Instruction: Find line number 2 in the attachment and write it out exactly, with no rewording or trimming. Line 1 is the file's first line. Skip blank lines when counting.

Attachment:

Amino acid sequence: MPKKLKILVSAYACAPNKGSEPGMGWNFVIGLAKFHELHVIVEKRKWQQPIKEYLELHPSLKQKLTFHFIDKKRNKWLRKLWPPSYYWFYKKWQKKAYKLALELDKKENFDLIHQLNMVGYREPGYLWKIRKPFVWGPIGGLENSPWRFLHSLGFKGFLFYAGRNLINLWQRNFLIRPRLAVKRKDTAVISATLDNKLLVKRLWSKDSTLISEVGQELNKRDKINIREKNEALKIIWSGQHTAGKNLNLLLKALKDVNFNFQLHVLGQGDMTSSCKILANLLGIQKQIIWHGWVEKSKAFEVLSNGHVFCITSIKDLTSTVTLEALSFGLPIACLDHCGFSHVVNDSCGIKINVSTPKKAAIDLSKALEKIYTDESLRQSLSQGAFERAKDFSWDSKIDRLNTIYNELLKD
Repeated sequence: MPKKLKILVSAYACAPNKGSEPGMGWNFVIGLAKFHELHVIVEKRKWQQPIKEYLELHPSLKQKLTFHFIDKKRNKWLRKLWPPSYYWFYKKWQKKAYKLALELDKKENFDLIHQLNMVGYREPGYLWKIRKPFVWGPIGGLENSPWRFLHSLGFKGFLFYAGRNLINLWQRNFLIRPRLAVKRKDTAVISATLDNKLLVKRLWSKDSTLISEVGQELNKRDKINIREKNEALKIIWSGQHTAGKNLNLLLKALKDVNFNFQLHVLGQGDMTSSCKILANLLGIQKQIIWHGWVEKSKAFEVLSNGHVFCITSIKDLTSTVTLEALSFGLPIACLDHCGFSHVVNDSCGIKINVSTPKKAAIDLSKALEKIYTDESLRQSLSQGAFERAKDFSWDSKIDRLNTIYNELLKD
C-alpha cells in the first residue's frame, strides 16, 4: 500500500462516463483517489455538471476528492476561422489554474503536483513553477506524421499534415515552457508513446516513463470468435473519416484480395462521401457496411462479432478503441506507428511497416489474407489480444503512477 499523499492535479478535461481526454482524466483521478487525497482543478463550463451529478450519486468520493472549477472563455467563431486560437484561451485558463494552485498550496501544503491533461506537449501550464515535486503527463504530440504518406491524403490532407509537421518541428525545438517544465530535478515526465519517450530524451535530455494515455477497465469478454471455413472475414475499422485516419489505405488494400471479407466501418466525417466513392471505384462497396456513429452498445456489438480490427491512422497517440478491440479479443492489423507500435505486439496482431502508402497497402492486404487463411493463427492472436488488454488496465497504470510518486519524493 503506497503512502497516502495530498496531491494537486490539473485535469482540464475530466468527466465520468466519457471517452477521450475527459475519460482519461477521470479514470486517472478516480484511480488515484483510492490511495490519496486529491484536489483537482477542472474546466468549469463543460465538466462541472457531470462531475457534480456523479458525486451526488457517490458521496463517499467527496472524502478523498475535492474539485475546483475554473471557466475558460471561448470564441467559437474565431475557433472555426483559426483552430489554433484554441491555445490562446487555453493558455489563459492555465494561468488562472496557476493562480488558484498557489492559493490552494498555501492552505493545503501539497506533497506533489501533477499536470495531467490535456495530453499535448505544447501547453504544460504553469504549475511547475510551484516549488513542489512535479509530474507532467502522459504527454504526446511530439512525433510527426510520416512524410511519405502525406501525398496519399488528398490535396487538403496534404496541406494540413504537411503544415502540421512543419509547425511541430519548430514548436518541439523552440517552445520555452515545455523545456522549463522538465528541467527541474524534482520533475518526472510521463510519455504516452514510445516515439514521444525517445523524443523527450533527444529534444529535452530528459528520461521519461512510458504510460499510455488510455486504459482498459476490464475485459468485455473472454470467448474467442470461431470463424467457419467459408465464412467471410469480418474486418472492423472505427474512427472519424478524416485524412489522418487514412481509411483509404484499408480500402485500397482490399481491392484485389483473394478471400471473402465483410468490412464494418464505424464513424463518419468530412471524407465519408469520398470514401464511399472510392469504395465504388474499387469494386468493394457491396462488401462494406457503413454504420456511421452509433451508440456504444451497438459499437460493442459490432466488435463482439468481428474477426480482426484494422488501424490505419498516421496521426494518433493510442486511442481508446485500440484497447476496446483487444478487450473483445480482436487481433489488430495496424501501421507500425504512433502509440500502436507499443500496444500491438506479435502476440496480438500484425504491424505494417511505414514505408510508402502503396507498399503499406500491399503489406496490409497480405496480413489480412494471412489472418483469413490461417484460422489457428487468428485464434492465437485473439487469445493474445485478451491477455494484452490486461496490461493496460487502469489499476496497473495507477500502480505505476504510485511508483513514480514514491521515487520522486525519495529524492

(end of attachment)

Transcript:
Repeated sequence: MPKKLKILVSAYACAPNKGSEPGMGWNFVIGLAKFHELHVIVEKRKWQQPIKEYLELHPSLKQKLTFHFIDKKRNKWLRKLWPPSYYWFYKKWQKKAYKLALELDKKENFDLIHQLNMVGYREPGYLWKIRKPFVWGPIGGLENSPWRFLHSLGFKGFLFYAGRNLINLWQRNFLIRPRLAVKRKDTAVISATLDNKLLVKRLWSKDSTLISEVGQELNKRDKINIREKNEALKIIWSGQHTAGKNLNLLLKALKDVNFNFQLHVLGQGDMTSSCKILANLLGIQKQIIWHGWVEKSKAFEVLSNGHVFCITSIKDLTSTVTLEALSFGLPIACLDHCGFSHVVNDSCGIKINVSTPKKAAIDLSKALEKIYTDESLRQSLSQGAFERAKDFSWDSKIDRLNTIYNELLKD